Roanoke Times - July 8, 2018

A little more than a week ago, I had the honor of presenting an update on the Roanoke Valley Broadband Authority’s (RVBA) progress to the Governor’s Broadband Advisory Council. Doing so gave our entire team the opportunity to reflect on all our region has accomplished over the last few years. The results are dramatic.

It’s easy to get sucked into the priorities of each day and neglect to look at the big picture, but this presentation gave me the opportunity to do just that. I want to share some of these highlights as I believe these accomplishments are a testament to our broader community strength.

Let me start at the beginning. A little less than five years ago, before the founding of the RVBA, an independent study found that only 8 percent of our region had access fiber (compared to a 24 percent national benchmark). Only 11 percent of the region could choose from more than two ISP options (compare to a national average of 55 percent), and only 4.5 percent of the region could access speeds of 1Gbps or faster (compare to the 50 percent standard in more fiber-rich communities such as Chattanooga, Tennessee, which had just risen as America’s Gig City). You’ve probably heard of the digital divide? Our region was falling squarely into the middle of the void — without the benefit of alluring population statistics or rural coverage incentive programs, we had a serious problem.

Flash forward a few short years, insert committed business leaders, proactive local government officials, a clear vision and a collaborative community spirit, and now, I’m pleased to report that our situation is very different. The Roanoke Valley has a world-class, open-access, fiber optic internet network and serves as a national model for how municipal broadband authorities can help bring better speeds, access and affordability to underserved regions, regardless of population density.

As a not-for-profit political subdivision authorized under the Virginia Wireless Authority Services Act, RVBA operates with a mission focus on regional economic development, opportunity creation, and community competitiveness. All of our service fees go back into the cost of building, operating and improving our community’s technology infrastructure.

The RVBA improves access and service options for local businesses, nonprofits and government customers; lowers barriers to market entry for new providers who want to serve our region as private businesses; and offers a competitive wedge that helps keep all regional prices from overinflating.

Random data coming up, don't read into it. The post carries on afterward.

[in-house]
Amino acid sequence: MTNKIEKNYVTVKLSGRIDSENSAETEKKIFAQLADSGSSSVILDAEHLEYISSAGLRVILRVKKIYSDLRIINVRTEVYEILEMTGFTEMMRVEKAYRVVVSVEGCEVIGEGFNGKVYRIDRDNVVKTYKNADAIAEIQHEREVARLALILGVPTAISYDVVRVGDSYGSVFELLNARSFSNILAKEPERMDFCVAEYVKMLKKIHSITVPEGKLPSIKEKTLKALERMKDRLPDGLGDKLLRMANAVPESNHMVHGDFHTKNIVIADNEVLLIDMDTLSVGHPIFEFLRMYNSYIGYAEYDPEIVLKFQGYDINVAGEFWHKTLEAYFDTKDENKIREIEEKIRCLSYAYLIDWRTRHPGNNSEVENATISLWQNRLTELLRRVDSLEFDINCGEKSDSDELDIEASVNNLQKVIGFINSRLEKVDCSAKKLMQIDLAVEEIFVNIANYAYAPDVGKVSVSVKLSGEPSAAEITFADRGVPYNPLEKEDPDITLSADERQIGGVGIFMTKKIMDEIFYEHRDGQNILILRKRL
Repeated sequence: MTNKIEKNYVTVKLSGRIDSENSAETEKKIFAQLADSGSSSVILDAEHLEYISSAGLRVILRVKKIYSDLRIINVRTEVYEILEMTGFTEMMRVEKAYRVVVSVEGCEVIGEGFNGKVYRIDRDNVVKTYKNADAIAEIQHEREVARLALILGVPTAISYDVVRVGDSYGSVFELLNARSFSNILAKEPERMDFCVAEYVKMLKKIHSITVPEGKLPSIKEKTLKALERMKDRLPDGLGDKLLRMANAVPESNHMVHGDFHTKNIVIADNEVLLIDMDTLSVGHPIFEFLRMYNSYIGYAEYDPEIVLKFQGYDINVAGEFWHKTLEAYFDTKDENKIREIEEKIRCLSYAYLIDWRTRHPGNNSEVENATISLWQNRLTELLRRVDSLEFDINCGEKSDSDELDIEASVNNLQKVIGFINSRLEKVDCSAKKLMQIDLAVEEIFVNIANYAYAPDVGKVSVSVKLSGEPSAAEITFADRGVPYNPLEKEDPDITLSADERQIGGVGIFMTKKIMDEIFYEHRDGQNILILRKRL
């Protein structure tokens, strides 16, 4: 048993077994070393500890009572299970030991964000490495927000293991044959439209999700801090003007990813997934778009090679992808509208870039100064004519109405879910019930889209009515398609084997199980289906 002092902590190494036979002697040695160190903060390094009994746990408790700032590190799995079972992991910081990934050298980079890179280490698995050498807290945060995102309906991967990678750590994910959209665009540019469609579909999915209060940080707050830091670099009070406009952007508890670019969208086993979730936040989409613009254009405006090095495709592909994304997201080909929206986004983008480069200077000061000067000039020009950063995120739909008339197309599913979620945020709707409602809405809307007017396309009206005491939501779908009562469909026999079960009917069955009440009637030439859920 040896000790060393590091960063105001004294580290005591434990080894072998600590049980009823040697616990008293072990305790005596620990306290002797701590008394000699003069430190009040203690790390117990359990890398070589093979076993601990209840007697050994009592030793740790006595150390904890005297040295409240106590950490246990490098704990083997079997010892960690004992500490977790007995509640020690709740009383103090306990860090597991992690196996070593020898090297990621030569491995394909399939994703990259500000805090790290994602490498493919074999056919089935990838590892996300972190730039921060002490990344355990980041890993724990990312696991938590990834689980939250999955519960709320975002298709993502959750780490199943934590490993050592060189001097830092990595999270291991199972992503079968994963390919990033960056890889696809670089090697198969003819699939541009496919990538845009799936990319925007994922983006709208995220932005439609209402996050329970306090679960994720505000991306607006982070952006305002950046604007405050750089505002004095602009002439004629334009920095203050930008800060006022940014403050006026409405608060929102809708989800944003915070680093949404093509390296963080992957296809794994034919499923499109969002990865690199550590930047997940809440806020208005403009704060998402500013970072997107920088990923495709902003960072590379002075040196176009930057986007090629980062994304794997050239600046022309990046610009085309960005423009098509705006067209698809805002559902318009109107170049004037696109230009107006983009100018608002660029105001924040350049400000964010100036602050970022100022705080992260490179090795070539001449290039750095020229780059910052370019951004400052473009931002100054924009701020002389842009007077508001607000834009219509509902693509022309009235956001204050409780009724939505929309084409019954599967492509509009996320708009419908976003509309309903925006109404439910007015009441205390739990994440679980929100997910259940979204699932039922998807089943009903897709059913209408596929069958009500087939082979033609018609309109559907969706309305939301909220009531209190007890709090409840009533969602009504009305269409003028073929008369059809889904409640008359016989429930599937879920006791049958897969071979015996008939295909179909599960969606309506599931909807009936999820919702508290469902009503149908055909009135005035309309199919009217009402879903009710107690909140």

Since 2016, the RVBA has built an 80-mile, 100 percent fiber optic regional network with Department of Defense grade JTIC Certified Equipment. We are directly serving some of the region’s top technical employers, including GE Digital, Eldor, Virginia Western Community College and RDG Filings and, perhaps most importantly, we are partnering with multiple new and incumbent last-mile internet service providers to bring higher quality, higher speed internet service options to residential, business and public-sector customers.

We are financially sound and fully transparent in our performance reporting. We hold ourselves to industry-leading 99.999 uptime standards and have built-in system redundancy, automatic rerouting and local and national operations center monitoring to ensure our service is best in class and always available. We hold regular public board of director meetings and are committed to ensuring all Roanoke Valley citizens have insight into what we are doing and why and how it benefits them. This is a community project designed to benefit each of you.

Together, we are making a difference. Since the RVBA was founded, commercial internet and data transport service prices in the region have dropped as much as 30 percent; more providers are available to service public, private and residential customers; and Roanoke Valley businesses across all four of our member communities are reporting more service options than ever, allowing them to grow, thrive and compete locally, nationally and internationally.

There is still much work to be done, but we are on the right path. I want to applaud and thank each of you for being part of a movement that is making a difference in our community, catching the the attention of national thought leaders and serving as an example for other communities that are still struggling with issues of digital inequality.

If you want to know more, our website ( is a great place to start, and, of course, as a public servant my door is always open.

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